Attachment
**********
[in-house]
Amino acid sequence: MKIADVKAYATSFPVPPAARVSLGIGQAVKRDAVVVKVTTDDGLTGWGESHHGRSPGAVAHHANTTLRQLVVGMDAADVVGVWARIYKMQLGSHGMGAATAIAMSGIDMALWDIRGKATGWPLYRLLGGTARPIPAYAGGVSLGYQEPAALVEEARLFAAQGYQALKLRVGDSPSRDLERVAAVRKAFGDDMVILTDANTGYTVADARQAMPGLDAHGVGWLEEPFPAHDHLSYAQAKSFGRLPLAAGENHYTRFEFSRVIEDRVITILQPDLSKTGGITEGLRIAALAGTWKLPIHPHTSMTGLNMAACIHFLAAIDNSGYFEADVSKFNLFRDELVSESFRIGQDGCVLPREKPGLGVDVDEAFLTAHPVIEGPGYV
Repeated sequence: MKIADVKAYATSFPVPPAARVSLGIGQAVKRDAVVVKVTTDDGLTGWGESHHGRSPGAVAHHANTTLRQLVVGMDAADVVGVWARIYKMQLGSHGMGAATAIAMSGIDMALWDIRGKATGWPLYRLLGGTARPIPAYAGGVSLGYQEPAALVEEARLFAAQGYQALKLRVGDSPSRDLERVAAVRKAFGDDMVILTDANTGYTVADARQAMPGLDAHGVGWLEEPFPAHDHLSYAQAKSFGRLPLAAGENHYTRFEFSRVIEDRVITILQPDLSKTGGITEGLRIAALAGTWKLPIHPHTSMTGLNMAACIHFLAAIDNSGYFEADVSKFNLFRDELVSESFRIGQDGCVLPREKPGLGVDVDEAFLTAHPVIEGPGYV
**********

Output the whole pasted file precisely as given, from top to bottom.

[in-house]
Amino acid sequence: MKIADVKAYATSFPVPPAARVSLGIGQAVKRDAVVVKVTTDDGLTGWGESHHGRSPGAVAHHANTTLRQLVVGMDAADVVGVWARIYKMQLGSHGMGAATAIAMSGIDMALWDIRGKATGWPLYRLLGGTARPIPAYAGGVSLGYQEPAALVEEARLFAAQGYQALKLRVGDSPSRDLERVAAVRKAFGDDMVILTDANTGYTVADARQAMPGLDAHGVGWLEEPFPAHDHLSYAQAKSFGRLPLAAGENHYTRFEFSRVIEDRVITILQPDLSKTGGITEGLRIAALAGTWKLPIHPHTSMTGLNMAACIHFLAAIDNSGYFEADVSKFNLFRDELVSESFRIGQDGCVLPREKPGLGVDVDEAFLTAHPVIEGPGYV
Repeated sequence: MKIADVKAYATSFPVPPAARVSLGIGQAVKRDAVVVKVTTDDGLTGWGESHHGRSPGAVAHHANTTLRQLVVGMDAADVVGVWARIYKMQLGSHGMGAATAIAMSGIDMALWDIRGKATGWPLYRLLGGTARPIPAYAGGVSLGYQEPAALVEEARLFAAQGYQALKLRVGDSPSRDLERVAAVRKAFGDDMVILTDANTGYTVADARQAMPGLDAHGVGWLEEPFPAHDHLSYAQAKSFGRLPLAAGENHYTRFEFSRVIEDRVITILQPDLSKTGGITEGLRIAALAGTWKLPIHPHTSMTGLNMAACIHFLAAIDNSGYFEADVSKFNLFRDELVSESFRIGQDGCVLPREKPGLGVDVDEAFLTAHPVIEGPGYV